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Teaching Foreign Languages Workshops Home
    3: Delivering the Message

Put It Into Practice: Activity A

Introduction
Before You Watch
Analyze the Video
Examine the Topic
Put it Into Practice
Action Research Project
Reflect on Your Learning

Resources
Library Video Chart
Printouts
Assignments
Choose an Activity | Activity A | Activity B

Activity A: Designing a Presentational Writing Task

In this activity, you will design a realistic presentational writing task by first identifying the audience in order to focus the final product. You will also be asked to develop your lesson in a way that incorporates the stages of prewriting, drafting, revising, and publishing. You can design the activity for individual students or for groups.
  1. Unit/Lesson selection. Begin with a unit or lesson that you are planning to teach and for which a presentational task is appropriate. For example, it might be a weather unit in which students communicate about different kinds of weather events (such as rain, snow, or drought).
  1. Backward design. First, describe a product that you want students to develop for their presentation. For example, if the topic is weather, you could ask students to create a) an almanac that describes seasonal weather patterns in their town or in a country that speaks the target language, or b) daily weather reports with three-day forecasts. Next, determine who the audience would be and why they would be interested. Then decide whether students will be working individually or in groups. Finally, based on the description of product and audience, draft a rubric for assessing that product. Be sure to include your expectations for different aspects of the presentation, such as comprehensibility, language control, vocabulary usage, the product's impact on the audience, and cultural awareness.
Note: For more ideas on setting expectations for presentations, review the American Council on the Teaching of Foreign Languages (ACTFL) K-12 Performance Guidelines (see Resources). If you would like to learn more about writing and using rubrics, go to the Assessment Strategies lesson on the Teaching Foreign Languages K-12 video library Web site. To check out a sample rubric, view the Video Project Rubric (PDF, 28 K) created by Yo Azama (Promoting Attractions of Japan) or the Rubric for Interpersonal Task (PDF, 20 K) created by Paris Granville (Assessment Strategies).
  1. Prewriting. Design a prewriting activity (with prompts) that engages students in the language and topic before they begin to develop the final product. Students can find inspiration and motivation, as well as review necessary vocabulary, through brainstorming, creating a web, doing free-writing, and more. For example, students can brainstorm about the different kinds of weather events that can occur, or do a free-writing exercise in the target language about the weather they experienced during the past week.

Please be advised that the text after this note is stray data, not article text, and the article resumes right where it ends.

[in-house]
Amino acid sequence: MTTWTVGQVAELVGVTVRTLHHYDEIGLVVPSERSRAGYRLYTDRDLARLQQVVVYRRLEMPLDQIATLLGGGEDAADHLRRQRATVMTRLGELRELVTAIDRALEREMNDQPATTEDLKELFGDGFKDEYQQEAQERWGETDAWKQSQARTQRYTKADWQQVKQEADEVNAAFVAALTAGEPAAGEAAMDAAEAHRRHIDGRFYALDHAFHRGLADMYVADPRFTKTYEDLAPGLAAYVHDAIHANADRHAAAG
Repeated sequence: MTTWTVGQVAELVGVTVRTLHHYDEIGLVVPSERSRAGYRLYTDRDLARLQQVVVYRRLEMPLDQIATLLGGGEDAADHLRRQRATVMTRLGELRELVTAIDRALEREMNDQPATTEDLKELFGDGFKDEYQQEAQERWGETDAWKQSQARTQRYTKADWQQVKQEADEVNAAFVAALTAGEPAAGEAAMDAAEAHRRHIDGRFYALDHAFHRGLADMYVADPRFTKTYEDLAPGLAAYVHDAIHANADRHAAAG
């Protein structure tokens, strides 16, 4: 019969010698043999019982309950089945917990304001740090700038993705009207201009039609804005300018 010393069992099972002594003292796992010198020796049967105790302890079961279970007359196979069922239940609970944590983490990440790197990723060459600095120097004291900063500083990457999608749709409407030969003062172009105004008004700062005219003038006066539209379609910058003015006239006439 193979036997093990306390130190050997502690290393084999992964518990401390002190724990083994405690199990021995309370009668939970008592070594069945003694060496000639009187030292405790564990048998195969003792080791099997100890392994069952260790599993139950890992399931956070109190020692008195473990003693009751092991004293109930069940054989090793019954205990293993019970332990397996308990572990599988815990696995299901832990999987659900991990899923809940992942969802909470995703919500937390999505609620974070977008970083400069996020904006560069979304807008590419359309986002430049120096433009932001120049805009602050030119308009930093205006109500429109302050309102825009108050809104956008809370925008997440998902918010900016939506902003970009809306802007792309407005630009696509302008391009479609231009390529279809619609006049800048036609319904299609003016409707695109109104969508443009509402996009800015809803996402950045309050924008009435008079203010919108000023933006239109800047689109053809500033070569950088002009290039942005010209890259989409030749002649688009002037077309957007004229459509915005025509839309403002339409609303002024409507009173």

1. Drafting. Prepare instructions for how students should write their first drafts. What resources may they use? How much time will they have? Will they be working on this in class with your assistance, or will they do some of it at home? Is there a model they could look at that can serve as a benchmark? For example, if students are creating an almanac entry on weather, you can have them read a sample entry first to understand the expected format and content. If students are creating daily reports, you can have them read one from a Web site or newspaper to see how precipitation, temperature, and other information are formatted.
  1. Editing/Feedback. Describe how students will get feedback on their first draft. For example, will they be peer editing, receiving feedback from you, or a combination of both? Will the feedback be given in the form of written edits to their draft, or will you have a discussion about their work? Also, how will the feedback balance issues of language accuracy and information?
  1. Revision and publication. Describe how you will expect students to revise and complete their presentation. For example, will they have additional opportunities to receive feedback? Also, because presentational tasks are intended for audiences beyond the classroom, they lend themselves to publication or display. Knowing that their work will be shown to a wider audience can encourage students to target their work more precisely to the intended audience and use language more accurately. Therefore, conclude by describing how you will expect students to publish (display) their work for the intended audience.

Choose an Activity | Activity A | Activity B


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3: Delivering the Message > Introduction | Before You Watch | Analyze the Video
Examine the Topic | Put It Into Practice | Action Research Project | Reflect on Your Learning
Resources | Library Videos Chart | Printouts | Assignments

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